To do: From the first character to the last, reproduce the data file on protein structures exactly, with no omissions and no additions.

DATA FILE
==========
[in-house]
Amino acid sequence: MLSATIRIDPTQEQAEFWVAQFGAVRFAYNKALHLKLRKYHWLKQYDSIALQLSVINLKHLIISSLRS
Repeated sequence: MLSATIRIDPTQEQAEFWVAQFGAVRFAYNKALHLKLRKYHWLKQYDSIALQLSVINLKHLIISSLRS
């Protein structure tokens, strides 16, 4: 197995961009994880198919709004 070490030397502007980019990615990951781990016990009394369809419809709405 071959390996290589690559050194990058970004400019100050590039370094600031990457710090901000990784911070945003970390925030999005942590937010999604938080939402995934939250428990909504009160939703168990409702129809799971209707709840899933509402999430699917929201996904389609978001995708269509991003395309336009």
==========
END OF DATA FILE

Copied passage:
[in-house]
Amino acid sequence: MLSATIRIDPTQEQAEFWVAQFGAVRFAYNKALHLKLRKYHWLKQYDSIALQLSVINLKHLIISSLRS
Repeated sequence: MLSATIRIDPTQEQAEFWVAQFGAVRFAYNKALHLKLRKYHWLKQYDSIALQLSVINLKHLIISSLRS
């Protein structure tokens, strides 16, 4: 197995961009994880198919709004 070490030397502007980019990615990951781990016990009394369809419809709405 071959390996290589690559050194990058970004400019100050590039370094600031990457710090901000990784911070945003970390925030999005942590937010999604938080939402995934939250428990909504009160939703168990409702129809799971209707709840899933509402999430699917929201996904389609978001995708269509991003395309336009």